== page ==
PL: The American family is changing but for people with children under 18, life insurance is important whatever the family structure. More important changes have occurred in the sales process. The concepts of the Omni-consumer and Omni-distribution that started in retail consumer products have moved into financial services. Today’s consumer uses website, catalogue, and call center to research and buy products from retailers like L.L. Bean. Financial service organizations need to orchestrate a consistent presence on the internet, mobile technology, social media, and call centers. LIMRA released consumer research in 2012 that shows consumers are more likely to buy life insurance if they use multiple sources of information. Agents and advisors are the primary source, but their employers and the internet are becoming more important.
L&HA: The survey looked at advisors’ best practices. Which were most significant?
PL: We found teaming and collaboration had the greatest impact on productivity gains for advisors. Since 2004 we have seen this concept gain traction. Today’s agent is confronted with a more complex consumer, a more complex set of products and offerings, and increased regulatory concerns. We’ve seen an evolution from solo advisor with administrative assistant to advisors bringing in specialists. Now we see the advent of a coordinated team of advisors that share expenses and revenue. Team members might specialize in the affluent market or families with children with special needs or handle marketing or communications. We found advisors operating in team-based models have higher net income and production.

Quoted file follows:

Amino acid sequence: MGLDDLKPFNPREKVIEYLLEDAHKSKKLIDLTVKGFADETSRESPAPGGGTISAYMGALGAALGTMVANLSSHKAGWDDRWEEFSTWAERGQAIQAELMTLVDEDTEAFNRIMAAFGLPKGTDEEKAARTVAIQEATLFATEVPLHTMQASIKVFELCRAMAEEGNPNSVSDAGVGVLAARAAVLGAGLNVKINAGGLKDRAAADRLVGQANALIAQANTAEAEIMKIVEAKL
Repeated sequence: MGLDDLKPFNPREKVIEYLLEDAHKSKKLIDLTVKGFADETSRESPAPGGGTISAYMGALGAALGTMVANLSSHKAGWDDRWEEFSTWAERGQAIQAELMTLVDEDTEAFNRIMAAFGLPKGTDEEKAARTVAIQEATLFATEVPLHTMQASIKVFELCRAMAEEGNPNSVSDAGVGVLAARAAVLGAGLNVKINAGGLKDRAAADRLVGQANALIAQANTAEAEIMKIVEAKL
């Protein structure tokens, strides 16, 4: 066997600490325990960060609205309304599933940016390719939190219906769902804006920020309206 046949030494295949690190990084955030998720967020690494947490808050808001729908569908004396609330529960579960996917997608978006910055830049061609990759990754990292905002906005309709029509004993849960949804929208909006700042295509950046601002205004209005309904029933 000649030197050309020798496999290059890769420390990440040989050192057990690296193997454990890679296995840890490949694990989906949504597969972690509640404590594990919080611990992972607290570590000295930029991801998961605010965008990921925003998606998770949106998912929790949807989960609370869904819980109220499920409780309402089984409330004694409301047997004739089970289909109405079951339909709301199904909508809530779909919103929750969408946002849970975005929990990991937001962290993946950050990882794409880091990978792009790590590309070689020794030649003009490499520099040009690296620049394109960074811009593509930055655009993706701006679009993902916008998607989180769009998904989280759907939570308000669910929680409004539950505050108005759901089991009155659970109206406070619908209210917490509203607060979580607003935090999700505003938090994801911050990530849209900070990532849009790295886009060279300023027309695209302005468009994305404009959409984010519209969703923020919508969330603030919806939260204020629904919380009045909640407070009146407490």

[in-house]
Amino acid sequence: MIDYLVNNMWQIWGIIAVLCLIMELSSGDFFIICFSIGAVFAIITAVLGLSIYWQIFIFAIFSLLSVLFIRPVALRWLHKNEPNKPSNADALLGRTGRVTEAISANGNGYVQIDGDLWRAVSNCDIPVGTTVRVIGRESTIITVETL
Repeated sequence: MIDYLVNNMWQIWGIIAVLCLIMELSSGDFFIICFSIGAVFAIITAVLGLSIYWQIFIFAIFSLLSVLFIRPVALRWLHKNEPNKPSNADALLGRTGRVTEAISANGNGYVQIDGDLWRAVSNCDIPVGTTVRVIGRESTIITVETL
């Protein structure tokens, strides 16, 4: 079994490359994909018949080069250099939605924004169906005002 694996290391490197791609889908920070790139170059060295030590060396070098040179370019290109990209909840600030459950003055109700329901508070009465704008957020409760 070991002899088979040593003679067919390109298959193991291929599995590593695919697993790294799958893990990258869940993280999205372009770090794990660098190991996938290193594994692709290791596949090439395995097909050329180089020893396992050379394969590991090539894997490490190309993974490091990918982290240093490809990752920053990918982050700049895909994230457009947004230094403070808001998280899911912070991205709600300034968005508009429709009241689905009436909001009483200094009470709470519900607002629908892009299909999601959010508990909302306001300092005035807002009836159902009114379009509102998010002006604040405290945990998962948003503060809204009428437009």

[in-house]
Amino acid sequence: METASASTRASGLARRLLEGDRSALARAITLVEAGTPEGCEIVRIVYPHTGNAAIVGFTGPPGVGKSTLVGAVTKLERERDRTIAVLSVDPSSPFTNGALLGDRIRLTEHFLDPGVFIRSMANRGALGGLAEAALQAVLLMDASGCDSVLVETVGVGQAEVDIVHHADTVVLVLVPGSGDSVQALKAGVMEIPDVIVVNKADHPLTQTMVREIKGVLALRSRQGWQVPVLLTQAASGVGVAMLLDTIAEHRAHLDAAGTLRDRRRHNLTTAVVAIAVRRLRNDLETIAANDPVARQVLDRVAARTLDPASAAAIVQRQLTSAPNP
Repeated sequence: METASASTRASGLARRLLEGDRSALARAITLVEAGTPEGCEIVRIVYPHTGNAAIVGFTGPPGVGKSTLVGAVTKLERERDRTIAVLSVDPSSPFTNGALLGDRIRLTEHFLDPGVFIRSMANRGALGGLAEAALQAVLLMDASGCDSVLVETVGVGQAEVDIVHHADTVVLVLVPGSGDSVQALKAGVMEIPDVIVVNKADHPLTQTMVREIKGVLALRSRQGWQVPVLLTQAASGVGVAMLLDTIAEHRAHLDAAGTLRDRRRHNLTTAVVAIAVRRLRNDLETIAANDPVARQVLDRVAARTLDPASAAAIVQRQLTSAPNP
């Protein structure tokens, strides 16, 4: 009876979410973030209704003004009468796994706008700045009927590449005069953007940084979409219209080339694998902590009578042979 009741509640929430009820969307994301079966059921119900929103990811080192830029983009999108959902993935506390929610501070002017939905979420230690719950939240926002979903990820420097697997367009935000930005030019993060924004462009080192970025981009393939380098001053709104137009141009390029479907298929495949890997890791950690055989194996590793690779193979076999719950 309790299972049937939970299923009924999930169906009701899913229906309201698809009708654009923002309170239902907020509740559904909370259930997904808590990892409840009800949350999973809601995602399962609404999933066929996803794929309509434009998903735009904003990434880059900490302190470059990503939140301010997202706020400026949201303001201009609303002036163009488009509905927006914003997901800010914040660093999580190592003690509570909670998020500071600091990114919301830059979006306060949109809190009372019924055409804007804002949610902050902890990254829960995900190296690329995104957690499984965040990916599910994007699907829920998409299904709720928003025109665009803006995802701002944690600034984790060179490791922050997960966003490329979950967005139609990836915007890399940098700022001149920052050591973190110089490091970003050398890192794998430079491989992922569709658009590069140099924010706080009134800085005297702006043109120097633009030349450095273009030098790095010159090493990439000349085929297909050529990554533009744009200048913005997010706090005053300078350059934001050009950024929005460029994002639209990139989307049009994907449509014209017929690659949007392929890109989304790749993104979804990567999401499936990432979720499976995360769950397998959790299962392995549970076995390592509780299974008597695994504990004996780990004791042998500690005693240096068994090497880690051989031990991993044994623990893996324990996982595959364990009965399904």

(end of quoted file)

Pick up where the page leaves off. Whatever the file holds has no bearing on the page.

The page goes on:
We also found greater productivity from agents and advisors who specialize in market segments and those who created retirement plans for their pre-retirement clients and retirees. Those with knowledge of their clients’ life events (retirement, divorce, marriage, receiving a lump sum of money, birth of a child, health issues, or employment status) had higher production.
L&HA: Financial service organizations are offering agents and advisors more and more support. Which services work or don’t?
PL: Our survey covered areas like training and coaching; sales, marketing, and tech support; and new business processing. Companies need to focus on what advisors really want. With product training agents responded that they don’t need to be hammered with product details, they can read the brochure. Tell them how the product will help them serve their clients and open up new doors.
L&HA: Who’s there for the independent distribution channel?
PL: Wholesalers are going out into the affiliated and independent spaces and helping advisors grow their businesses by providing some of the support that career companies used to provide. In this study we found independent producers prefer to place their business with an intermediary. There’s another opportunity.
L&HA: Looking ahead, what do you see short and long term?
PL: In the short term low interest rates will continue to provide challenges to organizations. Longer term, social media and technology will be drivers, as companies respond to the Omni-consumer. Companies will wrestle with how you create a good message on social media and what makes you likable on facebook. Wholesaling support will take on an increasingly important role. Straight-through processing could be a tipping point, or a disruptor could come along.
To address sales capacity, companies will have to realign how they position the career with what the next generation of producers is looking for. It’s not about being your own boss or making a million dollars, it’s about helping people and being part of a team (while earning a good income). Today’s candidates want to work for an organization that has great technology, so we tell companies, “You have it, just show it to them.”